I was listening to a sermon by John Piper on my iTunes the other day when he said something that really intrigued me. Now, Dr. Piper often says things which I find stimulating and inspiring, but this little blurb hit me harder than most. He said, “Following Jesus is first and foremost not heroic!” Not heroic.
This statement came in the context of the two disciples of John the Baptist who, in response to John’s cry of “Behold, the Lamb of God!,” left up and began following Jesus (John 1.35-37). Piper points out that the reason these men followed Christ was not because they were like David’s Mighty Men, rushing about to please the king (2 Samuel 28.13-17), but because they were desperate sinners, longing to be saved by the one who “takes away the sin of the world” (John 1.29). Thus, they were not heroes; they were desperate men in need of a savior.
Why this grabbed me so strongly was because it made me look deep down inside of everything I do, to the core of all that I work in the name of Jesus Christ, to search my motivations for doing such. Why do I teach Sunday School? Why do I write blog posts? Why do I spend so much time studying God’s Word, even when no one’s watching me? It is not heroism which should drive me. I am dead without Christ, condemned to hell. It is not in heroism that I must follow him, it is in humble submission to his worthiness and sacrifice.
Maybe you are having trouble seeing these attempts at heroism, or maybe you are thinking that these things would be so obvious that you would easily put them off, but in doing so you would be denying the heart of all of man’s fallenness. Our attempts at heroism are pride, self-satisfcation, masquerading as humility. This is present in Scripture when we hear Jesus admonish the one who fasts and disfigures his face or prays and elevates her voice (Matthew 6.5, 16). It shows up in Saul who claims to have spared the choice animals in order to sacrifice to the Lord, though this was not his command (1 Samuel 15.15).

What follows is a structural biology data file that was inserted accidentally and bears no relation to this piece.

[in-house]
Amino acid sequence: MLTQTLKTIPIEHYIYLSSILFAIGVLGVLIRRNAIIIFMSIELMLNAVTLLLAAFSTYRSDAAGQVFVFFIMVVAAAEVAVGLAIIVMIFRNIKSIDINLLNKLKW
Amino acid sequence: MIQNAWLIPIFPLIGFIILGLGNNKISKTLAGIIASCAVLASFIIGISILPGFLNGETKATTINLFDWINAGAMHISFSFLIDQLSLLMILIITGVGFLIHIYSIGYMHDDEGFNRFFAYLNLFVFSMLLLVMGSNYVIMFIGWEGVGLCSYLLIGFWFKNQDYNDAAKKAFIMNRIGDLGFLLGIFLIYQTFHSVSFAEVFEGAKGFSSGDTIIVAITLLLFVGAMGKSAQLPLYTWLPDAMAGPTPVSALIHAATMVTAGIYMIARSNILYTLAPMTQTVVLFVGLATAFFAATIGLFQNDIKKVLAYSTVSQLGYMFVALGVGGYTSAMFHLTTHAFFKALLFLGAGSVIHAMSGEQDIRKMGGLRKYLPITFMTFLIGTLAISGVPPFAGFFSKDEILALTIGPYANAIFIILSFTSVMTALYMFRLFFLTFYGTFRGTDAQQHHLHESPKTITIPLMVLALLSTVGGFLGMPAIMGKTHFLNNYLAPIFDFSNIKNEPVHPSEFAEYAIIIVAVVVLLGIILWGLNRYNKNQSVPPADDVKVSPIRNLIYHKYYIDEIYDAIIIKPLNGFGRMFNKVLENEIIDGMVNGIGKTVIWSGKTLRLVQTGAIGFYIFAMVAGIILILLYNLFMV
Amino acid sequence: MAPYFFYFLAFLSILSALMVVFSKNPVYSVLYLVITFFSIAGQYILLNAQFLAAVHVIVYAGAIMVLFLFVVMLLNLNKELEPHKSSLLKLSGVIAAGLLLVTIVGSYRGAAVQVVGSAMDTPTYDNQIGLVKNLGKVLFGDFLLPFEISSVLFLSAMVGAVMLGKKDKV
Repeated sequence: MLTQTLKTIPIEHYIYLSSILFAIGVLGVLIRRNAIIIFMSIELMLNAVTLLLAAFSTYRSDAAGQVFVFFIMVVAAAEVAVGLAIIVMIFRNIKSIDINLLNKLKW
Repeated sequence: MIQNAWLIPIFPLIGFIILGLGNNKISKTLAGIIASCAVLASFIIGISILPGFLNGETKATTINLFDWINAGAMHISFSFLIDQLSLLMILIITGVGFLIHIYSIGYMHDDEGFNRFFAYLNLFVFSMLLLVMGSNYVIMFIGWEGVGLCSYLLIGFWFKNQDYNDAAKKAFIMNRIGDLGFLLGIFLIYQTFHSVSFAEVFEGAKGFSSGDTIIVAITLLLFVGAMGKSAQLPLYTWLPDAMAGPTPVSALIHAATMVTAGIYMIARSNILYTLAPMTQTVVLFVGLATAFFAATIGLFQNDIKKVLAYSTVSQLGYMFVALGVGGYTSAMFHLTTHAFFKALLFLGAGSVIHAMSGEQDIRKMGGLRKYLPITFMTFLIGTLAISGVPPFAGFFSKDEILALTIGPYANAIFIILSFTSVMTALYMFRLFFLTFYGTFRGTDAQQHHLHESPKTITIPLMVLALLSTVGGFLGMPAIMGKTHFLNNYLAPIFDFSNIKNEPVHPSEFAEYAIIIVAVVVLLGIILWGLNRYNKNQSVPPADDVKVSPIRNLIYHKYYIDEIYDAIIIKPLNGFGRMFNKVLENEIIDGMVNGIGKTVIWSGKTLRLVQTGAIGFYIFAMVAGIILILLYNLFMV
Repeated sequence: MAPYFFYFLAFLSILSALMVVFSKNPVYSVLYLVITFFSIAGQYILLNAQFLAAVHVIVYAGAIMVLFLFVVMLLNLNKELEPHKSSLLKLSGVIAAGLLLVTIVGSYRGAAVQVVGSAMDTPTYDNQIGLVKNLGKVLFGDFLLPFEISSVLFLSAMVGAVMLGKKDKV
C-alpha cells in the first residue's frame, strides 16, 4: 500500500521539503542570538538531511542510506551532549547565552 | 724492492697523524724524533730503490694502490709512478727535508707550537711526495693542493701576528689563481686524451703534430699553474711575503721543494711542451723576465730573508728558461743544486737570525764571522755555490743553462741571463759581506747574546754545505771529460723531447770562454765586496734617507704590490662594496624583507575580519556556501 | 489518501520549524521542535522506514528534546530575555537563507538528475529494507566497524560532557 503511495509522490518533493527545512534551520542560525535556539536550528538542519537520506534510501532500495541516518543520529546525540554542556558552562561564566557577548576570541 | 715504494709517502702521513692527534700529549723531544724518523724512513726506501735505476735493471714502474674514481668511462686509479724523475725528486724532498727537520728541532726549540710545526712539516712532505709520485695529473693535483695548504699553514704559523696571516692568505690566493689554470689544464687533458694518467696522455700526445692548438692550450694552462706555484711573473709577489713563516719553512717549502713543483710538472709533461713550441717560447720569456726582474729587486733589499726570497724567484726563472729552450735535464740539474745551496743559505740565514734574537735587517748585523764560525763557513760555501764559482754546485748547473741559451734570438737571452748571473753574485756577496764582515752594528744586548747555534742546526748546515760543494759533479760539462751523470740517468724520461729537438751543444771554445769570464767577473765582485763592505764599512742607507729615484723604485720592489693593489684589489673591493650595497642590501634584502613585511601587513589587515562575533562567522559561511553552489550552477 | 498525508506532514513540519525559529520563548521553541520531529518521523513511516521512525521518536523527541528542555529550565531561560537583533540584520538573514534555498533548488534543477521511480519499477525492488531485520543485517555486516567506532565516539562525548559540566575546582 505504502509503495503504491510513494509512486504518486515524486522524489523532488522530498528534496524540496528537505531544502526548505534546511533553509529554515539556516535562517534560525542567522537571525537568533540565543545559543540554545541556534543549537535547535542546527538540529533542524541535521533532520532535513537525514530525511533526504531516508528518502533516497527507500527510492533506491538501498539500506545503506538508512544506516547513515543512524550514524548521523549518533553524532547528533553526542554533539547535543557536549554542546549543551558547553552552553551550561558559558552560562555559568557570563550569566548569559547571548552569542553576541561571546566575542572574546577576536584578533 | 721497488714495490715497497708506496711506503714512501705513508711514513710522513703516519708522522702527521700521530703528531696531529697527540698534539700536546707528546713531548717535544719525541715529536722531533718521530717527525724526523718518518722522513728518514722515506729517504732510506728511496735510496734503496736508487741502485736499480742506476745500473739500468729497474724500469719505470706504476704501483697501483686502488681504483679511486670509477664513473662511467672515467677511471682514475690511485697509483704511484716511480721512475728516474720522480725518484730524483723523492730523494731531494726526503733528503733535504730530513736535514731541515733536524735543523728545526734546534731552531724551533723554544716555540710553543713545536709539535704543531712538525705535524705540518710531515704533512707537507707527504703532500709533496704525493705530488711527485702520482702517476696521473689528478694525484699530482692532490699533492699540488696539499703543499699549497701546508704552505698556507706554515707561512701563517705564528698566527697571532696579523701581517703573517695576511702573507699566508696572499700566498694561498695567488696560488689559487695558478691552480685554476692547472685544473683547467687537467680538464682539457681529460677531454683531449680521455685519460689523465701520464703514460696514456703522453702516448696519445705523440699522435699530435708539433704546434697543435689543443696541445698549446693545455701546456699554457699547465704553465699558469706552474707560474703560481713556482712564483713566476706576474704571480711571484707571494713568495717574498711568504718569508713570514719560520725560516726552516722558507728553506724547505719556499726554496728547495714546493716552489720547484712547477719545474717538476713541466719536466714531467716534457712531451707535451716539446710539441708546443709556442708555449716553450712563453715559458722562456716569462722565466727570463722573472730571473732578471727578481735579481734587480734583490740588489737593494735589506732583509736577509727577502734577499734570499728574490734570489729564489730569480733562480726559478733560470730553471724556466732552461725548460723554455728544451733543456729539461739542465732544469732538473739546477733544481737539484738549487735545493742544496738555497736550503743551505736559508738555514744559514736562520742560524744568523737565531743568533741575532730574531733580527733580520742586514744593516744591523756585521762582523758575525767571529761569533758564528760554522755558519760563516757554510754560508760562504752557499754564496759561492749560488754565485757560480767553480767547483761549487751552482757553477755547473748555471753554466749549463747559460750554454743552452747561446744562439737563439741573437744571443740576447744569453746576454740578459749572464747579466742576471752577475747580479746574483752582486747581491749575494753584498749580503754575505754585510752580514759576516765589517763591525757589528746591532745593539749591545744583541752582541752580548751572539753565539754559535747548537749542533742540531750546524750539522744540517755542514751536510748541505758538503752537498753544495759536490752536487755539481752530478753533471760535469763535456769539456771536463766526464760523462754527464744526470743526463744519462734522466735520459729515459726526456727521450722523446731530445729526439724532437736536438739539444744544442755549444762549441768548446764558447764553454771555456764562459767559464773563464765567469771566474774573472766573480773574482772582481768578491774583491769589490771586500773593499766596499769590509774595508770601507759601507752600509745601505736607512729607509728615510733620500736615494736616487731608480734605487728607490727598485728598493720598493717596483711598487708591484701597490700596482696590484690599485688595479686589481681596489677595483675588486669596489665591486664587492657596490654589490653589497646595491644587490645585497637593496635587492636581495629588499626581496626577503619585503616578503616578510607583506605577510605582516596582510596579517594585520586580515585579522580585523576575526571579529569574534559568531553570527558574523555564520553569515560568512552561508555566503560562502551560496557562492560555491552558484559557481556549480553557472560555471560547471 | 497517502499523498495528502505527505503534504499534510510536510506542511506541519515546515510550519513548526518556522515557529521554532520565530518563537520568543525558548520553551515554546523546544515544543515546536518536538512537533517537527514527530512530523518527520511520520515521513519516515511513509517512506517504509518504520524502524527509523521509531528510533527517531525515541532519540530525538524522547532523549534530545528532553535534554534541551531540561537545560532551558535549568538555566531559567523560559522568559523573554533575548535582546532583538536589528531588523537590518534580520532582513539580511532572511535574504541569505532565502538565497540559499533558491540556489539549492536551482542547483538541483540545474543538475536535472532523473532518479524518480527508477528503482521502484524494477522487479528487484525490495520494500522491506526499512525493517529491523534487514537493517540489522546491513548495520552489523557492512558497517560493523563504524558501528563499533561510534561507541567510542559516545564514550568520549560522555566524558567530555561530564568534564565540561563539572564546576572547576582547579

It is also present today in the popular movements of postmodern Christianity. Phyllis Tickle in her much heralded book The Great Emergence speaks of the practitioners of the new emerging Christianity, of which she would be one, as “the new faithful” (p.134) and says of “Emergence Christianity” that “what once was an engaging but innocuous phenomenon no longer is. The cub has grown into the young lion and now is the hour of his roaring” (p.163). Her fellow Emergent Village brother Tony Jones even went so far as to write a book about the movement he’s associated with called The New Christians. Both authors depict contemporary Christianity as being in a dire situation, one where lava has crusted over the faith and it will take something radical, their movement, to save us now. This is heroism par excellence.
Don’t get me wrong, there have been heroes, men like Augustine, Luther, Whitefield, Spurgeon, and even contemporary ones like Adrian Rogers and Al Mohler; but I firmly believe that none of these men were heroes of their own creation. They didn’t sit up at night contriving their plans, or writing books as an apologetic for their cause. No, they were raised up by God, desperate men in need of a savior, who God equipped with the spiritual guns to go out and put a heavy loss on the head of Satan’s armies. They didn’t search for it, but in faithfulness to God they found themselves in the midst of something much bigger than themselves and much greater than they personally could handle; and through their victories God, and not them, received all the glory.
We could certainly use some heroes like these men right now, but the process of raising them has to be biblical fidelity and Spirit-filled conviction, not simply a man-made desire. Whether our work is set on a global scale, such as the Emergent Church Movement, or if it is much smaller, like me teaching my Sunday School class, the clear fact is, if what we are doing is just heroism, actions pointing to Christ but only focused on promoting our own glory, then our motivations are in the wrong place and we need to be reminded of our true state. Christianity already has a savior, his name is Jesus Christ, and chances are pretty good that none of us are his second coming.